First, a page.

In 1990, Ai Tong became one of the first primary schools to be granted the status of a Special Assistance Plan school by the Ministry of Education.[7] Schools under this plan have a special focus on teaching Chinese values, and they run special programmes related to the learning of Chinese culture and language.[11]

On 9 July 1992, Ai Tong School moved to 100, Bright Hill Drive,[7] located within Sin Ming estate,[12] to cope with rising enrollment numbers.[7] This campus was officially opened on 9 July 1993 by the then-Minister for Foreign Affairs, Wong Kan Seng,[6] who was also the Member of Parliament for Thomson GRC (of which Sin Ming is a part).[13] An extension block to the school was later added in 1998 to increase the number of special rooms that the school had.[6] The school undergone further refurbishment between November 2002 and 2004 under the Programme for Rebuilding and IMproving Existing schools.[6]

On 31 December 2013, Ai Tong School moved to 4300 Ang Mo Kio Avenue 5, Singapore 569869 while renovation works at the previous campus starts. The new campus will be completed by 2015.

Academics[edit]

Ai Tong School's curriculum has a strong Chinese influence, and also offers lessons on the Chinese culture and history.[14] It is a designated SAP school, and thus it teaches both the English language and Chinese Language as a first language.[2] Ai Tong has consistently produced top scorers at the national Primary School Leaving Examinations, and is widely regarded as a "top school" in Singapore.[15]

Ai Tong has a winning programme with a school in Suzhou, China, and it conducts student exchanges between the two schools.[14] In addition, students at the Primary 5 level also get the opportunity to attend cultural exchange programmes to other places in China.[14]

Affiliations[edit]

Ai Tong School is affiliated to the Singapore Hokkien Huay Kuan (SHHK) since 1929.[7] It is the second oldest school amongst the five schools that are affiliated to the SHHK, the oldest being Tao Nan School.[2] Other schools that are affiliated to the SHHK includes: Chongfu Primary School, Nan Chiau Primary School, Nan Chiau High School and Kong Hwa School.[2] These schools share a common motto and mission,[2] as well as having joint programmes like the Bi-Cultural Chinese Elective Programme (BICEP).[16]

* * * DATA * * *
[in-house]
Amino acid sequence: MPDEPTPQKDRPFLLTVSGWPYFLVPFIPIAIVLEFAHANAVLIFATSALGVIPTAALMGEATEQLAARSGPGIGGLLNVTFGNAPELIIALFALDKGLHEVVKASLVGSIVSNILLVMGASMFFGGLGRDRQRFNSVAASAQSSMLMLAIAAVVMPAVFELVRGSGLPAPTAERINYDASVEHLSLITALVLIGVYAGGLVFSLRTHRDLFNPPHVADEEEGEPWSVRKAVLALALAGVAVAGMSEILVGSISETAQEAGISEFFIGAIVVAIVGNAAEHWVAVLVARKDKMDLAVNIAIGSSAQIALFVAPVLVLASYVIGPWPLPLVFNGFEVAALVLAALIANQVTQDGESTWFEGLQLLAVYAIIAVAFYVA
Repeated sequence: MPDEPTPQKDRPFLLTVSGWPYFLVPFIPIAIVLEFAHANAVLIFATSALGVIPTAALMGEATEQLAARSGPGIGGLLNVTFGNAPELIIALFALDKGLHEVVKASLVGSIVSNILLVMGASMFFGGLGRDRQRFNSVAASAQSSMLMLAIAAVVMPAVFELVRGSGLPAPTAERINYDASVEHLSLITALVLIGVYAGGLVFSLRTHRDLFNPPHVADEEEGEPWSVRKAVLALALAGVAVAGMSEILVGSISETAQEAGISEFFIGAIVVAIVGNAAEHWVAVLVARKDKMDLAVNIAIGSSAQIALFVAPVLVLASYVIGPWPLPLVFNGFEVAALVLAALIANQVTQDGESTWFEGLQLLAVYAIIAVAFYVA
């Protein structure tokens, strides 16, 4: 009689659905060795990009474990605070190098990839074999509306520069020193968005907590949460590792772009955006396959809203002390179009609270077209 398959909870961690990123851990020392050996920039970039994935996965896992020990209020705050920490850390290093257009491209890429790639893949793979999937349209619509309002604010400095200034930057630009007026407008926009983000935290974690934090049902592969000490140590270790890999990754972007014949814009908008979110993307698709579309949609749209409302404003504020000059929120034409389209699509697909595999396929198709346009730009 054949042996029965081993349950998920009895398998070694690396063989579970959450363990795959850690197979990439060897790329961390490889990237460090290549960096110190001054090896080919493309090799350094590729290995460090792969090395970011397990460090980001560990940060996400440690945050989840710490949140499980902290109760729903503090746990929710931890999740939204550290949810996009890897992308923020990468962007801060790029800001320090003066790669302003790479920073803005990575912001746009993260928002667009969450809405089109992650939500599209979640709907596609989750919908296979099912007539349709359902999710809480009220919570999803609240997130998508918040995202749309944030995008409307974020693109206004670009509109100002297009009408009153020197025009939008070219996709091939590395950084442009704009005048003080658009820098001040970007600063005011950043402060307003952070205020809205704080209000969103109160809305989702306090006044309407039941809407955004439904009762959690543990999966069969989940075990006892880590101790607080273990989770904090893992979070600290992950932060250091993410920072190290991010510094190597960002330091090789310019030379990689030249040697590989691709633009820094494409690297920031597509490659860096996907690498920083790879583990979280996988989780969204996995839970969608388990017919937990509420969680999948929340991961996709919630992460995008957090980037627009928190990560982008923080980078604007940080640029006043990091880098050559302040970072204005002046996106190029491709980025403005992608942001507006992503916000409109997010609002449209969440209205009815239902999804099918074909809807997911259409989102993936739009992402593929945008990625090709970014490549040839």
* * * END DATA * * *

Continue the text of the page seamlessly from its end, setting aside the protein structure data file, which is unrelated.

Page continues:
Notable alumni[edit]

References[edit]

  1. ^ "P1 registration: 11 of Singapore's most popular primary schools almost full". Asiaone. Edvantage. Retrieved 2013-01-18. 
  2. ^ a b c d e f g h Chia, Stacey (2012-08-18). "1,200 alumni celebrate Ai Tong's 100th year". The Straits Times. Singapore. p. B2. 
  3. ^ "Ai Tong School: Our Motto and Values". Ai Tong School. Retrieved 2013-01-21. 
  4. ^ "Ai Tong School: Our Logo". Ai Tong School. Retrieved 2013-01-21. 
  5. ^ a b c d e f g h i j k l "Ai Tong School Alumni: About Us". Ai Tong School Alumni Association. Retrieved 2013-01-17. 
  6. ^ a b c d e f g h i j k l "Ai Tong School: Our History". Ai Tong School. Retrieved 2013-01-17. 
  7. ^ a b c d e f g h "Our affiliated schools: Ai Tong School". Singapore Hokkien Huay Kuan. Retrieved 2013-01-17. 
  8. ^ "Singapore's Education System: 1945 - 1959". National Library Board Singapore. Archived from the original on 2013-10-02. Retrieved 2013-01-17. 
  9. ^ "Bilingual Education". National Library Board Singapore. Archived from the original on 2013-10-02. Retrieved 2013-01-17. 
  10. ^ a b "Move to HDB estates improves Ai Tong, Tao Nan's enrolment". The Straits Times. Singapore. 22 July 1985. p. 5. 
  11. ^ "Enhanced Programmes by Special Assistance Plan Schools to Enrich Students' Learning of Chinese Language and Values". Ministry of Education, Singapore. 2008-02-11. Archived from the original on 2013-01-02. Retrieved 2013-01-17. 
  12. ^ "Not another funeral home, please". The Straits Times. Asiaone. 2007-10-08. Retrieved 2013-01-15. 
  13. ^ "Wong Kang Seng profile on Singapore Parliament website". Government of Singapore. Retrieved 2013-01-17. 
  14. ^ a b c "Speech BY Lui Tuck Yew, Minister of State, Ministry of Education, at Ai Tong School’s 95th Anniversary Celebration Dinner". Ministry of Education, Singapore. 2007-10-12. Retrieved 2013-01-18. 
  15. ^ "Neighbourhood schools as good as brand name ones". Asiaone. Edvantage. 2011-11-25. Retrieved 2013-01-18. 
  16. ^ "Affiliated Schools". Singapore Hokkien Huay Kuan. Archived from the original on 2013-02-21. Retrieved 2013-01-18. 
  17. ^ "Ai Tong School Newsletter" (PDF). Ai Tong School. October 2008. Retrieved 2013-01-18. 
  18. ^ "BY2 Group on Cruncyroll". Crunchyroll. Retrieved 2013-01-18. 

External links[edit]